In Praise for the Incredible Kindness of Caregivers

Believe that there’s a light at the end of the tunnel. Believe that you may be that light for someone else.”     Kobi Yamada

 Today I was rushing and I’m afraid to say, not slowly, as is my intention. But, still, I managed a one hour walk, with a friend, on this beautiful day and that feels like progress.

We were chatting away about poetry and other things, when the question came up about what quality matters the most in life.  She said “kindness,” and I agreed. Our conversation brought up a 48 year old memory of kindness.

I was the beneficiary of extraordinary kindness in 1971, when I was 24 years of age. I have forgotten his name, but not him-I just refer to him as my earth angel. He was an orderly at the Ottawa General, in Ottawa, and thanks to his dedication and caring I recovered from a car accident several months before the orthopedic surgeon predicted.

I like to tell this story every few years, in memory and gratitude to this deeply caring man.

Following a bad accident on a hot July 1st, I regained consciousness in the recovery room of the Ottawa General to discover that I had a broken pelvis and collar bone while deeply convinced that I was also pregnant.

The next few days were difficult for the nursing staff as I stubbornly refused all pain medication and as a result I frequently fainted from the pain. I was determined that my unborn baby would not be exposed to anything that was potentially harmful. Problem was it worried the nurses.

Songs, Laughter and Hand Holding

My earth angel was French but there was no language barrier. He appeared in my room at midnight, three days into my hospital stay. As he came through the door that steaming hot night he was singing and kicking up his heels. The song was a popular one that summer, “When You’re Hot, You’re Hot.”

He arrived at my bedside, took my hand, and questioned me on my reasons for being uncooperative. After listening to my story with his serious and open heart, he agreed to help me and help the nurses responsible for my care. “It is not good for you to be in so much pain, he said. “There is only one thing to do; I will have to help your healing through laughter.”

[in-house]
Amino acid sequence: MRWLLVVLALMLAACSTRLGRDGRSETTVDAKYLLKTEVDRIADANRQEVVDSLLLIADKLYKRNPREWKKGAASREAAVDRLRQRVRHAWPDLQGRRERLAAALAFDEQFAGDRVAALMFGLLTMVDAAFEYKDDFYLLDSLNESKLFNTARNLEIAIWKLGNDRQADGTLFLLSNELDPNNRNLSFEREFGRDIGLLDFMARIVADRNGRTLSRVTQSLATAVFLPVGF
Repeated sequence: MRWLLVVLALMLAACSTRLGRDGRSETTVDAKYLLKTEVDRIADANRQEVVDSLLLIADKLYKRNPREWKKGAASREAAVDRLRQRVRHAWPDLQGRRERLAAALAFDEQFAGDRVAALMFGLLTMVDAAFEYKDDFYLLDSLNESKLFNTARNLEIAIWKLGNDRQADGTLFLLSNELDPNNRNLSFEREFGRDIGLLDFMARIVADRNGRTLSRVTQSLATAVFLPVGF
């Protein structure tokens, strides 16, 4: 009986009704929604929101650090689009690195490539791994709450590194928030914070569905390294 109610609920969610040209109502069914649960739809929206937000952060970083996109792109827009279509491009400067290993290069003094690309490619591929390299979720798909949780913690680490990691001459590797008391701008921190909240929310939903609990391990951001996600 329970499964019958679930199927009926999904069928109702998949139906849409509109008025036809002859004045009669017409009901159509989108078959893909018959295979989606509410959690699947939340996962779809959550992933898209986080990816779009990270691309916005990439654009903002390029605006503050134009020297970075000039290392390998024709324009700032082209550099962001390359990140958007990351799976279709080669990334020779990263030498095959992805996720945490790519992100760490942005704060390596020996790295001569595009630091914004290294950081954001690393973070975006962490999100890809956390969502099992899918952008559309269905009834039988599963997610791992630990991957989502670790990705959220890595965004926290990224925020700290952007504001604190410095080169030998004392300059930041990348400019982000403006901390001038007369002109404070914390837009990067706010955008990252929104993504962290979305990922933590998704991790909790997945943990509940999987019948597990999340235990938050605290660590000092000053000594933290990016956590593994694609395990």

“The nights are quiet here,” he explained, “so I can spend time with you. And you aren’t sleeping anyway, so we will tell stories.” And that is how he began his ten-day midnight shift and I began my healing journey through nights of laughing and crying to his stories and songs, mixed in with the pain of broken bones, nausea, and bruised ribs.

At first I would beg him to stop as the laughter worsened the pain, but he kept on, while holding my hand and fanning me from the heat. My suffering, however, began to ease. The fainting stopped. I soon could sleep for a few hours, and physiotherapy began. As the days went on and I was able to be lifted into a wheel chair, he started the next phase, which was to get me to eat.

What Do You want to Eat?

“If you could have anything to eat in the whole world,” he asked me at two in the morning, “what would it be?”

“A pepperoni, green pepper and mushroom pizza from Mario’s Pizza,” I answered instantly.

“You’re in luck, “he said, “I will order out right now and when it arrives, I will bring you down to the nurse’s station and we’ll all have a pizza party. I’m buying,” he insisted.

Eating began again.

And so it went. Caring, kindness, skill, devotion, humor, thoughtfulness, songs, even his own money, to help a “patient” who was lucky enough to be there on his shift.

My daughter, born eight months later, and I are eternally grateful to this extraordinary caregiver of our lives. With lifelong appreciation and love, I remember him, and his words and actions of comfort that helped me heal.

Aldous Huxley wrote the novel “Brave New World.” Toward the end of his life an interviewer asked, “Dr. Huxley, perhaps more than anyone else alive, you have studied the great spiritual and religious traditions of the world. What have you learned?” And Huxley answered, “I think we could just be a bit kinder.”

Notes

Note 1:) I will always and forever be an admirer of the caregivers in our midst. Both the paid ones and the unpaid ones. They are an under acknowledged group of amazing humans beings. I can’t sing their praises high enough. I have been the beneficiary throughout my life of amazing care.

Note 2:) Dear caregivers, please take care of yourself too. You are needed. We want you around for a long time. Please ask for help when you need it.

Note 3:) Thank you, dear readers for reading this story with me. It means alot. I am lucky to be able to show up on the page and to have you show up on this blog to read my musings. With appreciation, Trudy

2 replies
  1. Helen Wirrell
    Helen Wirrell says:

    What a beautiful story. This man sounds like an angel! To give you exactly the kind of care that you needed speaks of such a wise and loving soul. Thank you for sharing. You’ve inspired me to reflect upon such angels who’ve appeared in my life.

    Reply

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